Month: November 2013

Book Review: Orphan Train by Christina Baker Kline


Rating: 4 / 5

Molly Ayer is in the foster system, and close to aging out.  She’s having a rough time with her current foster parents, and after a petty offense, has one last chance to stay out of juvie.  Molly needs to complete 50 hours of community service, and through her boyfriend’s mom, she completes her hours by helping Vivian Daly, an elderly woman, clean out her attic. (more…)

Book Review: Fangirl by Rainbow Rowell


Rating: 3.5 / 5

Identical twins Cath and Wren are best friends and each other’s support system.  However, it is now freshman year at college, and Wren wants to room with someone else; she wants to discover who she is besides being a twin.  Cath, however, is having a much harder time adjusting.  Naturally shy and an introvert, Cath has never lived her life apart from Wren. Cath’s life revolves around Simon Snow; she has read every book several times over, (more…)

Book Review: Champion by Marie Lu


Rating: 5 / 5

Warning: Contains spoilers

Aligned with the Republic once again, June is Princeps-Elect, and Day has a position within the military.  The Republic and the Colonies are working on a peace treaty, but before one can be put in place, an outbreak of the plague occurs in the Colonies, and, thinking that it is the fault of the Republic, war is now imminent.   (more…)

Book Review: Burial Rites by Hannah Kent

burial rites

Rating: 4.5 / 5

Agnes Magnusdottir is staying with a local family in Iceland while awaiting her execution.  She and Fridrik Sigurosson have been convicted of murdering two men, her former employer and his friend.  It is Iceland in the late 1820s, and there are no prisons, so one local government official has been tasked with holding her custody on his farm until her execution date.  One of the few rights Agnes has as a prisoner is access to a priest, and she requests Toti.   (more…)

Book Review: The Violets of March by Sarah Jio


Rating: 4 / 5

Nearly a decade ago, Emily Wilson was the ‘it’ girl.  She had a wildly successful New York Times bestseller and had married a wonderful guy.  Today, however, things have changed; her husband admitted that he has been seeing someone else and wants to pursue that relationship, and for years she has plagued with writer’s block, and has not written a second novel.  With her divorce papers freshly signed, she flees New York City to Bainbridge Island off the West Coast, to her Aunt Bee’s house.  Although Bee is not her real aunt, she has been a constant presence in Emily’s life, and as a child, Emily had spent many summers at Bainbridge Island.  While spending the month there, she comes across a red velvet diary and opens up the mystery about her Aunt Bee, my mother, and a tragic incident that happened in the 40s.

The Violets of March is a cute and quaint story about a woman’s journey to heal herself and move forward with life. Emily is a likable character; I wouldn’t go so far as to say she is strong, but she is resilient and more often than not, rational.  She is a good mechanism to get the real story going, which is the mystery with Bee’s past, and why is she so hesitant to tell Emily the truth. The only grip I had with The Violets of March (and it was a minor one) is that I felt Emily rushed right back into a relationship.  She was married to Joel for years, and in less than two weeks, she was already involved with someone else.  I know in real life there are no timelines for these things, but it felt too contrived and rushed.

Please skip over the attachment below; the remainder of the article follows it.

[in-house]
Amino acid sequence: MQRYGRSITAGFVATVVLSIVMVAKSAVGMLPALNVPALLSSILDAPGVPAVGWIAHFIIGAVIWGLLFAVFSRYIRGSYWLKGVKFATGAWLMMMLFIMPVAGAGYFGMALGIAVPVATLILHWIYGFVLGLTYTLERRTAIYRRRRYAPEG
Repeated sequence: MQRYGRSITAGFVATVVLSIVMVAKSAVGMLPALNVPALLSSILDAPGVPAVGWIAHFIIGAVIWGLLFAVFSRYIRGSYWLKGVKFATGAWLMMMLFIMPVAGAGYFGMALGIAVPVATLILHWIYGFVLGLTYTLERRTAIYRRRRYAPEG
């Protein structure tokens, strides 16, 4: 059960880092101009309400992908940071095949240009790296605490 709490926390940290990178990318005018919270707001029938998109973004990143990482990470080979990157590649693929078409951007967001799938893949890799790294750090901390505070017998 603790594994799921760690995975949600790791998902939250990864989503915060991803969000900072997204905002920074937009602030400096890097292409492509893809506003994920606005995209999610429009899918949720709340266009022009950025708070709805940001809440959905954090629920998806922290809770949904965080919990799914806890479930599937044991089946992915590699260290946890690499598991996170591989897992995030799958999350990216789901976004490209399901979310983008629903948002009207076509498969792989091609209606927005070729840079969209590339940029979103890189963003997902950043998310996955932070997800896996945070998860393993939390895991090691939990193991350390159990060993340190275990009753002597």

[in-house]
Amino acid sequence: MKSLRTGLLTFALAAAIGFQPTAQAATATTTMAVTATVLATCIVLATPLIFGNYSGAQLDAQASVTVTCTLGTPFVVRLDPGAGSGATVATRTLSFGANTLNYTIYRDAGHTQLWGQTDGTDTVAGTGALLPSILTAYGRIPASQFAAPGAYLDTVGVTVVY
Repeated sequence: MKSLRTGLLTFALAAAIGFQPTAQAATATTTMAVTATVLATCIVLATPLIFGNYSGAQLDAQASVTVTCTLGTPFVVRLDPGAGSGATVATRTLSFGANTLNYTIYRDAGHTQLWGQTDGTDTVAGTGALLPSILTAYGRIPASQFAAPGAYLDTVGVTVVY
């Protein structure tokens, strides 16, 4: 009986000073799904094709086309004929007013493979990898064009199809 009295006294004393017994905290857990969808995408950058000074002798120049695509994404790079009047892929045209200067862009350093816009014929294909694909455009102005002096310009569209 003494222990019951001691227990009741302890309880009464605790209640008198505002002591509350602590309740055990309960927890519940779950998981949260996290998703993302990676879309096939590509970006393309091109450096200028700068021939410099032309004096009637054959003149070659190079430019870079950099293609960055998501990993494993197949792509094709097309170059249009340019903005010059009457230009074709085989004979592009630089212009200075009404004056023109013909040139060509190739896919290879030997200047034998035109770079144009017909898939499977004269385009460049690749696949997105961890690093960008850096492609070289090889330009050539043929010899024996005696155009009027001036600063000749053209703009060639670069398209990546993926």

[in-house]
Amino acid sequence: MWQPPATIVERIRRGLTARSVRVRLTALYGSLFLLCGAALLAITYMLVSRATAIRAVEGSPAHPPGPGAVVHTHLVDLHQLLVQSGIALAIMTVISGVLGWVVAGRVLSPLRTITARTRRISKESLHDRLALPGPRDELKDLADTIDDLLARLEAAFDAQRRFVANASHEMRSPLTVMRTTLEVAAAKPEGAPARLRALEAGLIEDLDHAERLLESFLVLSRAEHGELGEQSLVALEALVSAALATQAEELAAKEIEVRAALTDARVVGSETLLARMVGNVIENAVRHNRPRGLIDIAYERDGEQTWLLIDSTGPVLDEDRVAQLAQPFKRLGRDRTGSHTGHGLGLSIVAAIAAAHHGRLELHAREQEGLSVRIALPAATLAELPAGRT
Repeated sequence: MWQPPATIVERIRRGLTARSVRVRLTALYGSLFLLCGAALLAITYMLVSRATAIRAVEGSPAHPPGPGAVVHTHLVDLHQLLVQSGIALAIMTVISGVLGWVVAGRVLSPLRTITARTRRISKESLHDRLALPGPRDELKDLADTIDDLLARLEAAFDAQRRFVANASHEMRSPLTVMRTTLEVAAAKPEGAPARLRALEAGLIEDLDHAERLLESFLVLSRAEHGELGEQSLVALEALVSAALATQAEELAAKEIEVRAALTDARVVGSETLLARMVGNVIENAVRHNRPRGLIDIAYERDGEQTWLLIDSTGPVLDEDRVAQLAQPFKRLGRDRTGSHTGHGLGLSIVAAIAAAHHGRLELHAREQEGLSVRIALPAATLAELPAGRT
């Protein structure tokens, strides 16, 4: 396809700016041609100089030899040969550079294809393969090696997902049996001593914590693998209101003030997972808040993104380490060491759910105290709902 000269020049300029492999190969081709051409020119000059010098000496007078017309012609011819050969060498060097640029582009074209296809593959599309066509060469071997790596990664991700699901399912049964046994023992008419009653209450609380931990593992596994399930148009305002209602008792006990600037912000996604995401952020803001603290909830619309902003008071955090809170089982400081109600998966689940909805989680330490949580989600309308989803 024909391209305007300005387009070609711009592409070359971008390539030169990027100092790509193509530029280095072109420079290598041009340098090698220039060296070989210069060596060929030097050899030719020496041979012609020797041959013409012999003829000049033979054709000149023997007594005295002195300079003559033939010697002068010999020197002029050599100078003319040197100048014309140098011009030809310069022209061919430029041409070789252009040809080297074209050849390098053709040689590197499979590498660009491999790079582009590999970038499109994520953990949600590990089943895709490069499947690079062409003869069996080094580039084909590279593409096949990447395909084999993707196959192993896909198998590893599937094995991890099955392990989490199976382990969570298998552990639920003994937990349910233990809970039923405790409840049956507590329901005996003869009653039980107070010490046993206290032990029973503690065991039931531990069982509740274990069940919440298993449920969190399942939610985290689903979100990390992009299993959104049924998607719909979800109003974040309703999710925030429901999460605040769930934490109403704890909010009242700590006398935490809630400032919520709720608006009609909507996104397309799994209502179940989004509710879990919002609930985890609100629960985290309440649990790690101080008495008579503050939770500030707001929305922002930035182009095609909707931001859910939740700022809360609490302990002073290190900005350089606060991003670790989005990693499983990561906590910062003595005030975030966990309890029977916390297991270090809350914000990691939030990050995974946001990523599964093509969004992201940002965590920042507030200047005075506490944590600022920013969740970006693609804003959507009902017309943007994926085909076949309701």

I enjoyed both story lines, but the events documented in the diary and its author were far more fascinating.  I kept turning the pages waiting to figure out how Esther’s story and her life intertwined with Bee’s and the residents on Bainbridge Island.  I’m on the fence about the ultimate ending, but the journey Jio takes the reader on is moving and emotional.  The Violets of March is an easy and enchanting read and can quickly be devoured in one sitting.

Other Sarah Jio books:
Blackberry Winter
The Bungalow

Book Review: Why We Love Dogs, Eat Pigs, and Wear Cows by Melanie Joy

love dogs

Rating: 3.5 / 5

In Why We Love Dogs, Eat Pigs and Wear Cows, Joy discusses carnism, which is the belief that humans eat animals without knowing why. Joy highlights the irony in the fact that animals humans normally keep as pets are abhorrent to eat, but other animals are not; in America, it is outrageous to eat dogs and cats since they are considered pets (and sometimes family members), but the majority of people who own pets are comfortable eating beef, pork, and chicken.   (more…)

Book Review: The Rosie Project by Graeme Simsion


Rating: 5 / 5

On paper, Professor Don Tillman seems perfect: he has a stable  and professional job, is incredibly intelligent, fit, and can cook.  However, he is socially inept and awkward, and has come to the conclusion that he will never get married or have children.  He knows that statistically, there is someone for everyone, and thus embarks on The Wife Project: a questionnaire that every potential partner must complete so he can evaluate compatibility.   (more…)